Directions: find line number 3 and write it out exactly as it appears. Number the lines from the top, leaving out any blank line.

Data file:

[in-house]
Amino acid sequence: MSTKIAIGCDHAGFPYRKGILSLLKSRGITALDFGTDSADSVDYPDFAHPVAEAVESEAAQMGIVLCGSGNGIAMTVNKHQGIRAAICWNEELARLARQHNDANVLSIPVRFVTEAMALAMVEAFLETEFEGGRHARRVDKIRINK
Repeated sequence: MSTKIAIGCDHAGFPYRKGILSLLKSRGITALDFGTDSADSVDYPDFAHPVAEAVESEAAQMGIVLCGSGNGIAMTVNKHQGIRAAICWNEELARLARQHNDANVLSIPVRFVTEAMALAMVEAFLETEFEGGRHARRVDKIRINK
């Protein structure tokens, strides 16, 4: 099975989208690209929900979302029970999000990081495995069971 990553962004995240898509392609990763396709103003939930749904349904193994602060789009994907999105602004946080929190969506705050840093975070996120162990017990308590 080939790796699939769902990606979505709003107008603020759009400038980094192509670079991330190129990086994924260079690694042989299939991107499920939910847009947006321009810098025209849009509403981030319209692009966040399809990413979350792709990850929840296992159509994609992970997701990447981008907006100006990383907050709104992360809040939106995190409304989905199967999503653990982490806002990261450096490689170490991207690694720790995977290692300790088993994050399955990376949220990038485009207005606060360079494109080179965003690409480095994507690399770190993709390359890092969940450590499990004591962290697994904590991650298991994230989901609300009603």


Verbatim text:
Repeated sequence: MSTKIAIGCDHAGFPYRKGILSLLKSRGITALDFGTDSADSVDYPDFAHPVAEAVESEAAQMGIVLCGSGNGIAMTVNKHQGIRAAICWNEELARLARQHNDANVLSIPVRFVTEAMALAMVEAFLETEFEGGRHARRVDKIRINK